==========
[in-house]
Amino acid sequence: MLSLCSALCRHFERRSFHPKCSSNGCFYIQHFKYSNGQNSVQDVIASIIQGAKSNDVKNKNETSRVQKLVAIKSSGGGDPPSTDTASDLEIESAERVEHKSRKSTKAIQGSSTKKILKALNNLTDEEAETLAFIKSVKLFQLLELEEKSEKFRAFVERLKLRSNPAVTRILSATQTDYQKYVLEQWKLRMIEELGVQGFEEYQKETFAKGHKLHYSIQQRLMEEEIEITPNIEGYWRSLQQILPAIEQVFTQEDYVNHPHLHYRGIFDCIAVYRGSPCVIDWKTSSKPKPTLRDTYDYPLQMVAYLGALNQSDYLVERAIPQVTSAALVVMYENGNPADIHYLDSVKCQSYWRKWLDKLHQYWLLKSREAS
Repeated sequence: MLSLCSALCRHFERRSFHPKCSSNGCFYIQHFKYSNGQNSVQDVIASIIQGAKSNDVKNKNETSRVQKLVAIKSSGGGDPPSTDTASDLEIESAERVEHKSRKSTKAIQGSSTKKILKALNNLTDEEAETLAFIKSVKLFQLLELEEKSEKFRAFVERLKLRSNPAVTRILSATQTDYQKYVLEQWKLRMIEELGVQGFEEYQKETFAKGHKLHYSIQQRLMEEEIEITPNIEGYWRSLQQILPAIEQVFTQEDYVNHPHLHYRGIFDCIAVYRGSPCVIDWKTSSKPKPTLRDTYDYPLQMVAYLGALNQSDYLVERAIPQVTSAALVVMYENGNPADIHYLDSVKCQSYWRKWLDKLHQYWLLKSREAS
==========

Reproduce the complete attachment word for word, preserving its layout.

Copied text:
[in-house]
Amino acid sequence: MLSLCSALCRHFERRSFHPKCSSNGCFYIQHFKYSNGQNSVQDVIASIIQGAKSNDVKNKNETSRVQKLVAIKSSGGGDPPSTDTASDLEIESAERVEHKSRKSTKAIQGSSTKKILKALNNLTDEEAETLAFIKSVKLFQLLELEEKSEKFRAFVERLKLRSNPAVTRILSATQTDYQKYVLEQWKLRMIEELGVQGFEEYQKETFAKGHKLHYSIQQRLMEEEIEITPNIEGYWRSLQQILPAIEQVFTQEDYVNHPHLHYRGIFDCIAVYRGSPCVIDWKTSSKPKPTLRDTYDYPLQMVAYLGALNQSDYLVERAIPQVTSAALVVMYENGNPADIHYLDSVKCQSYWRKWLDKLHQYWLLKSREAS
Repeated sequence: MLSLCSALCRHFERRSFHPKCSSNGCFYIQHFKYSNGQNSVQDVIASIIQGAKSNDVKNKNETSRVQKLVAIKSSGGGDPPSTDTASDLEIESAERVEHKSRKSTKAIQGSSTKKILKALNNLTDEEAETLAFIKSVKLFQLLELEEKSEKFRAFVERLKLRSNPAVTRILSATQTDYQKYVLEQWKLRMIEELGVQGFEEYQKETFAKGHKLHYSIQQRLMEEEIEITPNIEGYWRSLQQILPAIEQVFTQEDYVNHPHLHYRGIFDCIAVYRGSPCVIDWKTSSKPKPTLRDTYDYPLQMVAYLGALNQSDYLVERAIPQVTSAALVVMYENGNPADIHYLDSVKCQSYWRKWLDKLHQYWLLKSREAS